Attending Meetings

Meetings are gatherings of two or more members who come together to share their experiences before and during recovery and to share the strength and hope that the program has given them. Though there are many kinds of meetings, fellowship is the basis of all of them. Meetings are an opportunity for us to understand and to share the gifts we receive through this program.


Getting a Sponsor

Sponsors are recovery members who are committed to living the Twelve Steps and Twelve Traditions to the best of their ability. We ask a sponsor to guide us through our program of recovery on all three levels: physical, emotional, and spiritual. Ours is a program of attraction: find a sponsor who has what you want and ask how it was achieved. A member may work with one or more sponsor and may change sponsors at will.


Reading and Discussing Twelve Step Literature

We study the Alcoholics Anonymous, referred to as the Big Book, and the Twelve Steps and Twelve Traditions, another AA book, to reinforce our program. By substituting the words 'addiction' or 'co- dependency', etc., for 'alcohol' others can identify closely. Read on a daily basis, the literature impresses on us certain basic truths that we have found vital to our growth. Twelve Step literature is an ever available tool that gives Insight into our problem as well as the strength to deal with it, and the knowledge that there is a solution for us.


Working the Twelve Steps

With the guidance of a sponsor.



Alcoholism (addiction, co-dependency, etc) is a disease of isolation. The telephone is a means of communicating with other codependents in between meetings. The telephone is also a fink to our sponsors and, as part of the surrender process, it is a tool by which we learn to ask for help, reach out and extend the same help to others.



Anonymity is a tool as well as a tradition because it guarantees that we will place principles before personalities. Anonymity means that whatever we share with another member will be held in respect and confidence. It offers us freedom of expression and protection against gossip. What we hear at meetings should remain there. When we meet within our community, we do not Introduce each other as Anonymous members.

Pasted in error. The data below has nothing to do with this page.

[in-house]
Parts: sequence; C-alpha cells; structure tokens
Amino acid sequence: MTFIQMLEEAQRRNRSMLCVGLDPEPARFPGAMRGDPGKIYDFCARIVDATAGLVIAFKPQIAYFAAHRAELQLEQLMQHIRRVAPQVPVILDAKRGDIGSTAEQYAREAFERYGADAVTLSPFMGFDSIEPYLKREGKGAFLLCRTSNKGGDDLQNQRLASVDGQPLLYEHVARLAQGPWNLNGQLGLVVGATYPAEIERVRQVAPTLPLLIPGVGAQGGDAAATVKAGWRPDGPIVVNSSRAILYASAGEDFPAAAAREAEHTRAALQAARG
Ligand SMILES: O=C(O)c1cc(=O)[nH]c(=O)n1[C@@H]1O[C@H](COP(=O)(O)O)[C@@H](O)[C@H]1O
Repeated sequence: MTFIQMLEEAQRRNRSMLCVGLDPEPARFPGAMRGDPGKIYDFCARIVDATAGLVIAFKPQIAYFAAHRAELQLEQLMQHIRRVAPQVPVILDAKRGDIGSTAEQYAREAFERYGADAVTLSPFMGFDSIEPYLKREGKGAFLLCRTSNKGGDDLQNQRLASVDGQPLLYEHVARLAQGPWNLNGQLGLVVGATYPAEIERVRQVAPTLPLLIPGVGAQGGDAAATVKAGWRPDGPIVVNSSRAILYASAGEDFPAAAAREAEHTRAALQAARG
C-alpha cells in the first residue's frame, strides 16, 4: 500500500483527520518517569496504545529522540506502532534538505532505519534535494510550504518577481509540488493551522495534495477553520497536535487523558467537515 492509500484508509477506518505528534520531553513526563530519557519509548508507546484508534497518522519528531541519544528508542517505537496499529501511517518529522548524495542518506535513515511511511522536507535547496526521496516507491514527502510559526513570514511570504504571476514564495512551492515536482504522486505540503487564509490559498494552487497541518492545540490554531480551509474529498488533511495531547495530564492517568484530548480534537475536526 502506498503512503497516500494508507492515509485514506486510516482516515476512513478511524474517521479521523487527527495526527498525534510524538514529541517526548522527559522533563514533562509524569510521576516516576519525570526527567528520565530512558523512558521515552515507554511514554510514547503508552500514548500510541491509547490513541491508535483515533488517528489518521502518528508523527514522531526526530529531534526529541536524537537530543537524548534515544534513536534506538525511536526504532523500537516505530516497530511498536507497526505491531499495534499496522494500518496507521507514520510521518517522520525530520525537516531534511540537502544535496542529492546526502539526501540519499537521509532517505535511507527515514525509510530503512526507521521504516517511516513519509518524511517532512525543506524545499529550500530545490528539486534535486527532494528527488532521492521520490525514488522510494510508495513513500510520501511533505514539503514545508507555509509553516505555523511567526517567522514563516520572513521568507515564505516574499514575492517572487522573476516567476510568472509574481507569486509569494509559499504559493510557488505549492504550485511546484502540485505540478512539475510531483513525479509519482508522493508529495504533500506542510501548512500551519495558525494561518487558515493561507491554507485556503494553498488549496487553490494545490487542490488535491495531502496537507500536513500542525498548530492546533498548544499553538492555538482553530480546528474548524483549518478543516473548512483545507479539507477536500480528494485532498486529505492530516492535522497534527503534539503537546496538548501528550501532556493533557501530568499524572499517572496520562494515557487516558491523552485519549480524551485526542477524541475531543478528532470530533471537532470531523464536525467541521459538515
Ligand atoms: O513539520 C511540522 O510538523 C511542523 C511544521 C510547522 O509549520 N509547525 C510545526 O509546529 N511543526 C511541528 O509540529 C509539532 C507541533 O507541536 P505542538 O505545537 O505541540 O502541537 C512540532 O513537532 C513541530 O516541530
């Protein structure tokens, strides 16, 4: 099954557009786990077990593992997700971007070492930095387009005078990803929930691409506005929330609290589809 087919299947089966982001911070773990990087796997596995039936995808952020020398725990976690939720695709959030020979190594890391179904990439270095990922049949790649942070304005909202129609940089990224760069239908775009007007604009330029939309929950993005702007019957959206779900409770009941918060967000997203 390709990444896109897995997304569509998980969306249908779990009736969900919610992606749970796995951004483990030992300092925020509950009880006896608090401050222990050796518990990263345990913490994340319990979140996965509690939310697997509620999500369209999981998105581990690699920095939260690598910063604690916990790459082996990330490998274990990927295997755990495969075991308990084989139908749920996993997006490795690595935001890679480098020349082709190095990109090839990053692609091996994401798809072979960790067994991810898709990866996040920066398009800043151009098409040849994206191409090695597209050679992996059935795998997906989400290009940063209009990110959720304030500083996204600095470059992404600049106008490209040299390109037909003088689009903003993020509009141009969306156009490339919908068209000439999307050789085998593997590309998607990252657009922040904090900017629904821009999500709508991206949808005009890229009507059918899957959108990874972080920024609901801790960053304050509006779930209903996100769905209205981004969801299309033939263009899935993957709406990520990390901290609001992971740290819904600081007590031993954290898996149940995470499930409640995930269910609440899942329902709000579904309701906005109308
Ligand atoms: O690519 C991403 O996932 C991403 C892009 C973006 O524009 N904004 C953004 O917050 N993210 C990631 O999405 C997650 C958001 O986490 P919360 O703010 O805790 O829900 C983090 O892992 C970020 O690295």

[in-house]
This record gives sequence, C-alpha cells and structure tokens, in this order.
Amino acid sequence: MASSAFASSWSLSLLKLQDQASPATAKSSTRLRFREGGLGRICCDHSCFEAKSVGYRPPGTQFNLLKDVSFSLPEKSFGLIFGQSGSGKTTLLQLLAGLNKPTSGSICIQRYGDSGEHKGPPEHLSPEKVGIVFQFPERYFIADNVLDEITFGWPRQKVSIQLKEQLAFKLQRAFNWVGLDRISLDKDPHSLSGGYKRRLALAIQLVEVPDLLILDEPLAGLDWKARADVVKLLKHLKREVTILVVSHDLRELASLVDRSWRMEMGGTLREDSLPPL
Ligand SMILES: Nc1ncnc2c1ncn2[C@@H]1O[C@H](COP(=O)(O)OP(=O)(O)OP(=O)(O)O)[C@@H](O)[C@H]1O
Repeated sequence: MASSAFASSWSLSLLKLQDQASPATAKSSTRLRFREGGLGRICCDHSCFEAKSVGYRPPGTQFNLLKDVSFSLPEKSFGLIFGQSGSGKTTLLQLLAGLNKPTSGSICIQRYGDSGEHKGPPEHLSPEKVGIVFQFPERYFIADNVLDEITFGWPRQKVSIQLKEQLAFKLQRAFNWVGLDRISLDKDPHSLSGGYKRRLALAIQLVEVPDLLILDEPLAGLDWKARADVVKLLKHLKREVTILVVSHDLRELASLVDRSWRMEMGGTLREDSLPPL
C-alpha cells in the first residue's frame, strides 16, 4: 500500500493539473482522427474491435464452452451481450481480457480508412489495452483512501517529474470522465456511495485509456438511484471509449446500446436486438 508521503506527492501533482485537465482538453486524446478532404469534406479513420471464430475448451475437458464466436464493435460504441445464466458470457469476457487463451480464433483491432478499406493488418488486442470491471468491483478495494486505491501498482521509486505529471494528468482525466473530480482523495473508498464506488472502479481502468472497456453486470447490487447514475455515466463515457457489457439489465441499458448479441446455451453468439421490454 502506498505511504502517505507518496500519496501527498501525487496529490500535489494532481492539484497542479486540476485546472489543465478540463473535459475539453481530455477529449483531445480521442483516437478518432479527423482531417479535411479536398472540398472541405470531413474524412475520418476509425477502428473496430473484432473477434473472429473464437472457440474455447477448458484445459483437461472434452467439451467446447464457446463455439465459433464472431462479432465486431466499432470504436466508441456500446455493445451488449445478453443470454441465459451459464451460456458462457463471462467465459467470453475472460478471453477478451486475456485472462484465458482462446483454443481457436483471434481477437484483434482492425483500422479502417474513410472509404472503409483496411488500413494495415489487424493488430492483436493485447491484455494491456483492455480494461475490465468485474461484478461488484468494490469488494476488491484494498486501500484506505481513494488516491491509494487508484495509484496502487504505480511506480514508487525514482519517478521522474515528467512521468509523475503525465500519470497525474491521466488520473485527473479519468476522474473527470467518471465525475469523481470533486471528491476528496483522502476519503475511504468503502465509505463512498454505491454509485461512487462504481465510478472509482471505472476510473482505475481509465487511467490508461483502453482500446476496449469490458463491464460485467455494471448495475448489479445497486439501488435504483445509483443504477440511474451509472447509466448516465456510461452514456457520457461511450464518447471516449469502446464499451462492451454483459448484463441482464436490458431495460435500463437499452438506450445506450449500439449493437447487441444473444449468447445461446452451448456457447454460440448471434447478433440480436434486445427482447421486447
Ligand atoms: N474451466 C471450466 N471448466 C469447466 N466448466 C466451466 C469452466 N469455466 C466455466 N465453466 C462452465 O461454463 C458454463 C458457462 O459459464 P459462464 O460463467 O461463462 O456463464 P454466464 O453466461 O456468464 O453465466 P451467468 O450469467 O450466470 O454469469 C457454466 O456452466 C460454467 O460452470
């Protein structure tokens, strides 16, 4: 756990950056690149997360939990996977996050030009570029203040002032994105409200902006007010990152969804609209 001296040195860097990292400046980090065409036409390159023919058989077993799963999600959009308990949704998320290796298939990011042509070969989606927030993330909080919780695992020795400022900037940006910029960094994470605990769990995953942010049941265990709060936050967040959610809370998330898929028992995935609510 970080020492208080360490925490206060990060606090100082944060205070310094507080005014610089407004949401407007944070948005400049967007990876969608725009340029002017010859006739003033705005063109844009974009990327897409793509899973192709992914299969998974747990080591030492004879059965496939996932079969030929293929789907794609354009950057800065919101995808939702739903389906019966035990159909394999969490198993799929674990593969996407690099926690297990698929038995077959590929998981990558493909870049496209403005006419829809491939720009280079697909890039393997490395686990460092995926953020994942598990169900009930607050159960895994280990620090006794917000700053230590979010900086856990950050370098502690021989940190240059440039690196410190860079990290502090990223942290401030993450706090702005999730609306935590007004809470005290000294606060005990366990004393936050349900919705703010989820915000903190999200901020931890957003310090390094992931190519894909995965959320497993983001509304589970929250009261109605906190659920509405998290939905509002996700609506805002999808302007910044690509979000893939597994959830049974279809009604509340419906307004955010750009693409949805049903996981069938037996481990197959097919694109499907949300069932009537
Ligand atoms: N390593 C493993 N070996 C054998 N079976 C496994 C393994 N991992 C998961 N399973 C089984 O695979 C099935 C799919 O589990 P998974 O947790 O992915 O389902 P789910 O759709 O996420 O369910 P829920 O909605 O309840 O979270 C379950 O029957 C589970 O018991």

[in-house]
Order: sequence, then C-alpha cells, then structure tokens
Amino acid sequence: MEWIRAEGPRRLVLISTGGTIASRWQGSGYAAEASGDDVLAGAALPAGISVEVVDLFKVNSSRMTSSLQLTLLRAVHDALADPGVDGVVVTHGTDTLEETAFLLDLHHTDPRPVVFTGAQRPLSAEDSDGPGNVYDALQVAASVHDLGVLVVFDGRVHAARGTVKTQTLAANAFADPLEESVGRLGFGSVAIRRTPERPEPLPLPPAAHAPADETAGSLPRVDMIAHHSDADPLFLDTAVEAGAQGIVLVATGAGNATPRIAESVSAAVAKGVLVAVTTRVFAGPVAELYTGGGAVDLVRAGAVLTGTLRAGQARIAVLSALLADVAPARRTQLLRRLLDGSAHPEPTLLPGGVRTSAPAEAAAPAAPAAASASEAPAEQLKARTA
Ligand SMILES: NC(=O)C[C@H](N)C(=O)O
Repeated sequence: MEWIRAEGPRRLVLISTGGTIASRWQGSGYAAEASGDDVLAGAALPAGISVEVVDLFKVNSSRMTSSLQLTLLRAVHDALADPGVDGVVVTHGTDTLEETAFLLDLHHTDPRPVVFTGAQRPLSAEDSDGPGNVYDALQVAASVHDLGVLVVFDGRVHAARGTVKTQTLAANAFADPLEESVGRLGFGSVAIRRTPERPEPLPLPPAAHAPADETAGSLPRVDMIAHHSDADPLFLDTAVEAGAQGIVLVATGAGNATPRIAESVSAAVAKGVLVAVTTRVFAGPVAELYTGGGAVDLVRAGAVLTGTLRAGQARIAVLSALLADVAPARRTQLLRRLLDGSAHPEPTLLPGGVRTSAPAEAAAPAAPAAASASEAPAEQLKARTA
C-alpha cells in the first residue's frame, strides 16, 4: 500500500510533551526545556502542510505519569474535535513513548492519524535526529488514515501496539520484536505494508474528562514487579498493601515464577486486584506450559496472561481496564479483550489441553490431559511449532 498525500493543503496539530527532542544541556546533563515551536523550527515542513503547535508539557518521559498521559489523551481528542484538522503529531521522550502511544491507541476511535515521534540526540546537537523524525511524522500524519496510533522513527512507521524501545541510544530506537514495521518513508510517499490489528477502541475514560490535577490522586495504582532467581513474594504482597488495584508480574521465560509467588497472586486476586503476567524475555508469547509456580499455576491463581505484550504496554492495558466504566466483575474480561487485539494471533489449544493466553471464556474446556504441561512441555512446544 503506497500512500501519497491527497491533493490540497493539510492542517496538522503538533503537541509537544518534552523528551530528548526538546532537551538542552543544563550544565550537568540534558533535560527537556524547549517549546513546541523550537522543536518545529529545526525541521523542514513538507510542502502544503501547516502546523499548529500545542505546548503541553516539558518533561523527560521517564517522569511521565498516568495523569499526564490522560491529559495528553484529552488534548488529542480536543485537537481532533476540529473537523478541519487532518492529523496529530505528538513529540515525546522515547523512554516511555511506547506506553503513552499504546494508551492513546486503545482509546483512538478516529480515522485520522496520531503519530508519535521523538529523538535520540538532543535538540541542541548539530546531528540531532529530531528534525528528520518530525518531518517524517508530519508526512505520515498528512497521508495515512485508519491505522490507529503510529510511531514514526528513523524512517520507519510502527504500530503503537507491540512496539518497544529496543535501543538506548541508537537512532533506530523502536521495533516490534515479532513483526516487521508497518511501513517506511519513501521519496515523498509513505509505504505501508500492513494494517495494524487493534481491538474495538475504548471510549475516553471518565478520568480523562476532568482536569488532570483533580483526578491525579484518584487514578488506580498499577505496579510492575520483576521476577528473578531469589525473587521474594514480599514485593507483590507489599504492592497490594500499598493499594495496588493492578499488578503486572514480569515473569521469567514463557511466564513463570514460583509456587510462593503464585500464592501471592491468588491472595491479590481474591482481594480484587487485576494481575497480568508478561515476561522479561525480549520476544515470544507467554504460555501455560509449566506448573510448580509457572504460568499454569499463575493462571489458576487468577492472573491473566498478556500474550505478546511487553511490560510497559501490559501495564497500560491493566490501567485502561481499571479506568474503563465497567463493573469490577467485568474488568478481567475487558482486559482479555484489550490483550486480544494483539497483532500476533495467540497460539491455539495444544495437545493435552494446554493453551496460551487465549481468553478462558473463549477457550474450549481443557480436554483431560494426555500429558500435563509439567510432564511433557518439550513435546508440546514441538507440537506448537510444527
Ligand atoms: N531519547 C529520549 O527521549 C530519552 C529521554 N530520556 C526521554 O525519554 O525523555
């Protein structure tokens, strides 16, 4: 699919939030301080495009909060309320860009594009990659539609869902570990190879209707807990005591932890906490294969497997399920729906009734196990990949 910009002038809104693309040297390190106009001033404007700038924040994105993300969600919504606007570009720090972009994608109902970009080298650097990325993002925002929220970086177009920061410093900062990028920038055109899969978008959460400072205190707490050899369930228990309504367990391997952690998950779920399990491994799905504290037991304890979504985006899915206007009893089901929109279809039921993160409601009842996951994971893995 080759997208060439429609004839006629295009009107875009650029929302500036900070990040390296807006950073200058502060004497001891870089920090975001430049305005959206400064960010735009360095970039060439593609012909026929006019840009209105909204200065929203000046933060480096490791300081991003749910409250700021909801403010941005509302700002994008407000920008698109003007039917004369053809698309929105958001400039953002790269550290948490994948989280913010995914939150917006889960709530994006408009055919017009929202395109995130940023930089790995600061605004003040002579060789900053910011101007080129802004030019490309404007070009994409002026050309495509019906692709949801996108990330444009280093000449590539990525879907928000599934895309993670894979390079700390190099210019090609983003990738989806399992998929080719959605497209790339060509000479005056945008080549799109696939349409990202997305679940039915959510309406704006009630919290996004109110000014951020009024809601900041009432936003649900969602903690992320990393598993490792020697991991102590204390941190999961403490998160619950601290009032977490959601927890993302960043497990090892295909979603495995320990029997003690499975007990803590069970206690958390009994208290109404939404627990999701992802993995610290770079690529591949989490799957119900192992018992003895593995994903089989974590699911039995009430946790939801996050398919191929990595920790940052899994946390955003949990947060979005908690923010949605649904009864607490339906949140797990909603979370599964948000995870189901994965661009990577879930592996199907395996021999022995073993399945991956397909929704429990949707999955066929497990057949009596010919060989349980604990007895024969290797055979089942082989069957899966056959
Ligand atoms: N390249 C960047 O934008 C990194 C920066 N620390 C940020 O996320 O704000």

Often writing will help us clarify our thoughts and help us to get to the root of the feelings that lie behind our codependency. Some of us found that writing helps when we can't reach another member by phone. Writing is also used in our fourth step inventory and tenth step daily inventories.



Carrying the message to others who still suffer is the basic purpose of our Fellowship and therefore the most fundamental form of service. Any service, no matter how small, that will help reach a fellow sufferer adds to the quality of our recovery. Putting away chairs, making coffee, setting up literature, talking to newcomers, doing whatever needs to be done in a group or for the recovery organization as a whole are ways in which we can give back what we have so generously been given.


Sponsoring Others

After you've had some experience in the program and have been working the steps with a sponsor, the next step is to work with a newcomer in the program.

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    This Web Site is neither endorsed nor approved by Alcoholics Anonymous World Services, Inc. It is provided to reach out to the alcoholic who still suffers, and to provide both specific information to the AA Community and general information to the public about AA's program of recovery, local meeting schedules, AA services, special events and literature. Although some of the items contained in these pages are published with permission of AA World Services, Inc, this does not imply approval of the Web Site by the General Service Conference. This site provides links to many AA Intergroups/Central Offices and a few selected non-commercial recovery-oriented websites. Inclusion of these links is intended to be a convenience for those who visit our site, such inclusion does not constitute any endorsement by, approval of, or affiliation with Anonymous World Services, Inc.


    Copyrightę 1952, 1953, 1981 by The A. A. Grapevine, Inc. and Alcoholics Anonymous Publishing (now known as Alcoholics Anonymous World Services, Inc.)

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